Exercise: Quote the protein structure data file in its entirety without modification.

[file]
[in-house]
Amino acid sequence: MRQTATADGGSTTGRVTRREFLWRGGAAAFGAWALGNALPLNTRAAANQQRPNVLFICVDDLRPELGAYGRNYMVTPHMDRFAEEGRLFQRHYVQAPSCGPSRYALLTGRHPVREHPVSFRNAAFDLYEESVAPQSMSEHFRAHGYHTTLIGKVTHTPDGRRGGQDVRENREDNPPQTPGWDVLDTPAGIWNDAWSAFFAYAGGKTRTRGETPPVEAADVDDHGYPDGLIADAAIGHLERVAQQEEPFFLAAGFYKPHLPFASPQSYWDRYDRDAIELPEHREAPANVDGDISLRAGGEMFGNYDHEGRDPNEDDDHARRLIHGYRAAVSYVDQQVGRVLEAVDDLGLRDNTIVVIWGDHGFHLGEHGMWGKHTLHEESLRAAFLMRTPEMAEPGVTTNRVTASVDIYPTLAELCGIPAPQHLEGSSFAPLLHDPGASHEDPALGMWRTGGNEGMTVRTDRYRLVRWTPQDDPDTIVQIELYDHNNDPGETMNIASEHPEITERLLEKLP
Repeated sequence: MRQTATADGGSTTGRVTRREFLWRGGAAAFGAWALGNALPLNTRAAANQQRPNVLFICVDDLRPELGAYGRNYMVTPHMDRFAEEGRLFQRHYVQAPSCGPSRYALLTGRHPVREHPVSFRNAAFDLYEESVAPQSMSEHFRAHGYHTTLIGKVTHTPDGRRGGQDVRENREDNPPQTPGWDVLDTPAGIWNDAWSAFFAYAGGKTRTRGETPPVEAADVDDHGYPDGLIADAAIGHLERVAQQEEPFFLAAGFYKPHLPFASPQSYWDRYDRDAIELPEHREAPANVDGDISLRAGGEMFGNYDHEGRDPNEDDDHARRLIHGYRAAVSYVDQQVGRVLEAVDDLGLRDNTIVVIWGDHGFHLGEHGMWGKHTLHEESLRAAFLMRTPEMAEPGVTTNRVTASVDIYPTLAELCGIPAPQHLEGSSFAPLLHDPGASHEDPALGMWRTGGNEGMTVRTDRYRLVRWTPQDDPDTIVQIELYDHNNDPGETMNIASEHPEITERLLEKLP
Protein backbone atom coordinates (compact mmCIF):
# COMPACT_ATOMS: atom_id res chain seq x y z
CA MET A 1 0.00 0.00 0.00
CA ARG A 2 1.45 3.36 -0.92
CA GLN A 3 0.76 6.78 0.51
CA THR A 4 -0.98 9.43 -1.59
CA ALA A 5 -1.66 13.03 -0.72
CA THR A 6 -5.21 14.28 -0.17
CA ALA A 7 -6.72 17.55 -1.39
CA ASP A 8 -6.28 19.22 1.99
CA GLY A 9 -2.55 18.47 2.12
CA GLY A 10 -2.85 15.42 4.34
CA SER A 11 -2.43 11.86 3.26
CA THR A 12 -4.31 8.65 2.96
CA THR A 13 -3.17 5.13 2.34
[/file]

[in-house]
Amino acid sequence: MRQTATADGGSTTGRVTRREFLWRGGAAAFGAWALGNALPLNTRAAANQQRPNVLFICVDDLRPELGAYGRNYMVTPHMDRFAEEGRLFQRHYVQAPSCGPSRYALLTGRHPVREHPVSFRNAAFDLYEESVAPQSMSEHFRAHGYHTTLIGKVTHTPDGRRGGQDVRENREDNPPQTPGWDVLDTPAGIWNDAWSAFFAYAGGKTRTRGETPPVEAADVDDHGYPDGLIADAAIGHLERVAQQEEPFFLAAGFYKPHLPFASPQSYWDRYDRDAIELPEHREAPANVDGDISLRAGGEMFGNYDHEGRDPNEDDDHARRLIHGYRAAVSYVDQQVGRVLEAVDDLGLRDNTIVVIWGDHGFHLGEHGMWGKHTLHEESLRAAFLMRTPEMAEPGVTTNRVTASVDIYPTLAELCGIPAPQHLEGSSFAPLLHDPGASHEDPALGMWRTGGNEGMTVRTDRYRLVRWTPQDDPDTIVQIELYDHNNDPGETMNIASEHPEITERLLEKLP
Repeated sequence: MRQTATADGGSTTGRVTRREFLWRGGAAAFGAWALGNALPLNTRAAANQQRPNVLFICVDDLRPELGAYGRNYMVTPHMDRFAEEGRLFQRHYVQAPSCGPSRYALLTGRHPVREHPVSFRNAAFDLYEESVAPQSMSEHFRAHGYHTTLIGKVTHTPDGRRGGQDVRENREDNPPQTPGWDVLDTPAGIWNDAWSAFFAYAGGKTRTRGETPPVEAADVDDHGYPDGLIADAAIGHLERVAQQEEPFFLAAGFYKPHLPFASPQSYWDRYDRDAIELPEHREAPANVDGDISLRAGGEMFGNYDHEGRDPNEDDDHARRLIHGYRAAVSYVDQQVGRVLEAVDDLGLRDNTIVVIWGDHGFHLGEHGMWGKHTLHEESLRAAFLMRTPEMAEPGVTTNRVTASVDIYPTLAELCGIPAPQHLEGSSFAPLLHDPGASHEDPALGMWRTGGNEGMTVRTDRYRLVRWTPQDDPDTIVQIELYDHNNDPGETMNIASEHPEITERLLEKLP
Protein backbone atom coordinates (compact mmCIF):
# COMPACT_ATOMS: atom_id res chain seq x y z
CA MET A 1 0.00 0.00 0.00
CA ARG A 2 1.45 3.36 -0.92
CA GLN A 3 0.76 6.78 0.51
CA THR A 4 -0.98 9.43 -1.59
CA ALA A 5 -1.66 13.03 -0.72
CA THR A 6 -5.21 14.28 -0.17
CA ALA A 7 -6.72 17.55 -1.39
CA ASP A 8 -6.28 19.22 1.99
CA GLY A 9 -2.55 18.47 2.12
CA GLY A 10 -2.85 15.42 4.34
CA SER A 11 -2.43 11.86 3.26
CA THR A 12 -4.31 8.65 2.96
CA THR A 13 -3.17 5.13 2.34